Modern Mining: Featured News

An up-and-coming materials handling and engineering company that is currently enjoying very strong growth is eMalahleni-based African Commodity Handling (ACH), which specialises in providing products and services to a number of industries, most notably mining and power generation. ACH has an appetite for expansion and is keen to undertake entire materials handling projects on a turnkey basis and also to diversify geographically.

An empowered business, ACH was founded in 2013 and is run by a well-balanced management team. Growth since the early days of the company has been rapid and ACH now has over 300 employees (although this number constantly fluctuates as some contracts end and others begin).

ACH emerging as a new name in materials handling

ACH refurbishment project of a SCHADE circular reclaimer showing the five-crane simultaneous lift of the harrow.

Explaining the background to ACH, the management team members say it signed an exclusive agreement to represent German company SCHADE Lagertechnik (SCHADE) in Southern Africa. “SCHADE, which has a history going back well over a century, is part of the AUMUND Group, and has a global reputation as a supplier of materials handling equipment, including stackers, reclaimers and wagon tipplers,” they explain.

Since incorporation in 1879 SCHADE has grown to be a recognised leader in the field of bulk material stockyards and blending bed technology. As pioneers in the stacker/reclaimer market, SCHADE has a long and distinguished reputation for innovative engineering and superior quality. SCHADE expertise is best demonstrated by the outstanding service life of their stockyard and blending bed equipment operating worldwide under severe conditions.

SCHADE products include stockyards and blending beds of circular or longitudinal shape, stackers, tripper cars, bridge-type scraper reclaimers, portal and semi-portal scraper reclaimers, cantilever scraper reclaimers as well as wagon unloading systems.

“There is a big population of SCHADE machines in South Africa and some neighbouring states. These machines require repairs and maintenance, spare parts and sometimes refurbishment or upgrades for higher throughput, therefore we stay busy,” the team members say.

“Obviously, once the mining market turns up, we will also have an opportunity to supply new capital projects in mining. The market for heavy materials handling equipment is fiercely competitive but an advantage we have is that the SCHADE brand name is highly regarded in mining circles with SCHADE products having an extremely good reputation for being reliable and cost-effective.”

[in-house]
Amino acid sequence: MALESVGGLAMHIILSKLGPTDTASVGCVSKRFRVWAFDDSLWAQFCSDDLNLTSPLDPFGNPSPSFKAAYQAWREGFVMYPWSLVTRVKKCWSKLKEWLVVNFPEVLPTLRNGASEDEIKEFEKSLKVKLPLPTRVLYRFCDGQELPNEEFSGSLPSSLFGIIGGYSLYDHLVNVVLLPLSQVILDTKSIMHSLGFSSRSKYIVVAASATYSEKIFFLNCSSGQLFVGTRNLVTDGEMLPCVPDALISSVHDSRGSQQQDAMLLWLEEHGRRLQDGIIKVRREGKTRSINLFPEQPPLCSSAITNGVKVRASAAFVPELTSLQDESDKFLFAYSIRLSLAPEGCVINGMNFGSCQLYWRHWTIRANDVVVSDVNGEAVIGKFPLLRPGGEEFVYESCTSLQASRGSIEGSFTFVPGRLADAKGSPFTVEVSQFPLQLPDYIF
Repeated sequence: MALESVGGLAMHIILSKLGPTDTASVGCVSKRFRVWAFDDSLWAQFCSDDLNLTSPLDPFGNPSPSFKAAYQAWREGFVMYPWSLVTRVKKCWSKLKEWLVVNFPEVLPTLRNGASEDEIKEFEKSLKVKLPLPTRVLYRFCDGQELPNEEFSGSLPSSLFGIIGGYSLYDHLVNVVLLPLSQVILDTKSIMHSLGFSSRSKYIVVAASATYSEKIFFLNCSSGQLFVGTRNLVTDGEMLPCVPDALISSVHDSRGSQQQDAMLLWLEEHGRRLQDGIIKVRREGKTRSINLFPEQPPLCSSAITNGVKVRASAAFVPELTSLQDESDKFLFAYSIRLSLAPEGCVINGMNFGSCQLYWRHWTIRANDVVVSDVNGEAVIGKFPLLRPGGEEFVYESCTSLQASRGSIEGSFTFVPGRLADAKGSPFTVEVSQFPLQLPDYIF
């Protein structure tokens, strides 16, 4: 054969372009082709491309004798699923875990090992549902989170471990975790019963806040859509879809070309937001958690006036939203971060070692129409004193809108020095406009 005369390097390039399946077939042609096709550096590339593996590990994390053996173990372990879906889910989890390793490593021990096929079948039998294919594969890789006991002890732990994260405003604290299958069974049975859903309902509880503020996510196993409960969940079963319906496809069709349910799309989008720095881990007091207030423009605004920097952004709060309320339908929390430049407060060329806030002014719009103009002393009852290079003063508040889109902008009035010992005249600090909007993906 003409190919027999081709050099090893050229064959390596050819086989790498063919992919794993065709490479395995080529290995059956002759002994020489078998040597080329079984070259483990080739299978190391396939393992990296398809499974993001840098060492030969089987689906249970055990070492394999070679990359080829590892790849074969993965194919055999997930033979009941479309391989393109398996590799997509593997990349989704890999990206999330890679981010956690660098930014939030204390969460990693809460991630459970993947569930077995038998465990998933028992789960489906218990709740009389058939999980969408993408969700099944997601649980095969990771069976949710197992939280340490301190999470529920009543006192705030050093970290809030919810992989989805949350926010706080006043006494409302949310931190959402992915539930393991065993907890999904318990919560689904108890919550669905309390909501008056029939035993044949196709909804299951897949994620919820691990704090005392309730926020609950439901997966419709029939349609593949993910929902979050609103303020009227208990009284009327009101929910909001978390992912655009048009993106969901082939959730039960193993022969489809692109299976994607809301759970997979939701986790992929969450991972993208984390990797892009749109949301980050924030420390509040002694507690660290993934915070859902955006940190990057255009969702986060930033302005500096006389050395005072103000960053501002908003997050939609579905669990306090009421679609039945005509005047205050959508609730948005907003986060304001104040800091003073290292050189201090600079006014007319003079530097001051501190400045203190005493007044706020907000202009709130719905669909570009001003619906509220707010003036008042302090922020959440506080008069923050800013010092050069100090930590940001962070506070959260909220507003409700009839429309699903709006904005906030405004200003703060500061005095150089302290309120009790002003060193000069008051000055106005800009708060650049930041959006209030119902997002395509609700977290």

While the SCHADE line remains core to the ACH business, the company has diversified since founding into the maintenance and repair of mechanical equipment on the mines and at power stations. It has multiple crews that travel to site to undertake assignments and they are backed up by ACH’s workshop and fabrication facility – which has 55 full-time employees – located in the Highveld Industrial Park near eMalahleni.

“We were originally focused on maintaining SCHADE’s installed base of equipment but increasingly we found that there was scope to extend our services to all the materials handling installations and mechanical equipment typically found at the mines and power stations,” says the team. “The range of work we undertake is very broad and includes – just to give a few examples – repairs to draglines and conveyor structures and the replacement of slew rings. Basically, we can undertake anything structural or mechanical. Refurbishments are also part of our offering and we’ve just completed a large excavator shovel for a client.”

They add that assisting at power station shutdowns has also proved a fruitful field. “We currently have well over 200 people on site at one of the big thermal power stations working on a 100-day shutdown. This has now become an important part of the business.”

ACH is keen to execute entire materials handling projects – from design, through fabrication, machining, civils and earthworks, erection, to final commissioning. “We have all the necessary skills. We’ve worked on virtually every aspect of typical materials handling systems and there is no reason why we cannot put everything together and implement entire systems as the main contractor. We’ve just completed a study on a new stockpile conveyor system for one of the local mines and we are more than capable of delivering this on a turnkey basis should the mine go ahead with the project.”

ACH is also actively considering branching into the design and manufacture of its own equipment. “We obviously will not develop products that would compete with the SCHADE range but pretty much everything else is on the table.”

Looking to the future, the team members say they have a vision for ACH to become a leading African engineering and maintenance company in the commodity sector, operating not just in Africa but also globally. “This is an admittedly ambitious goal but we cannot see any reason why an African company cannot achieve it. We are very competitive and produce top-quality work and it is just a question of time before we expand from our roots in the Mpumalanga coalfields,” they conclude.

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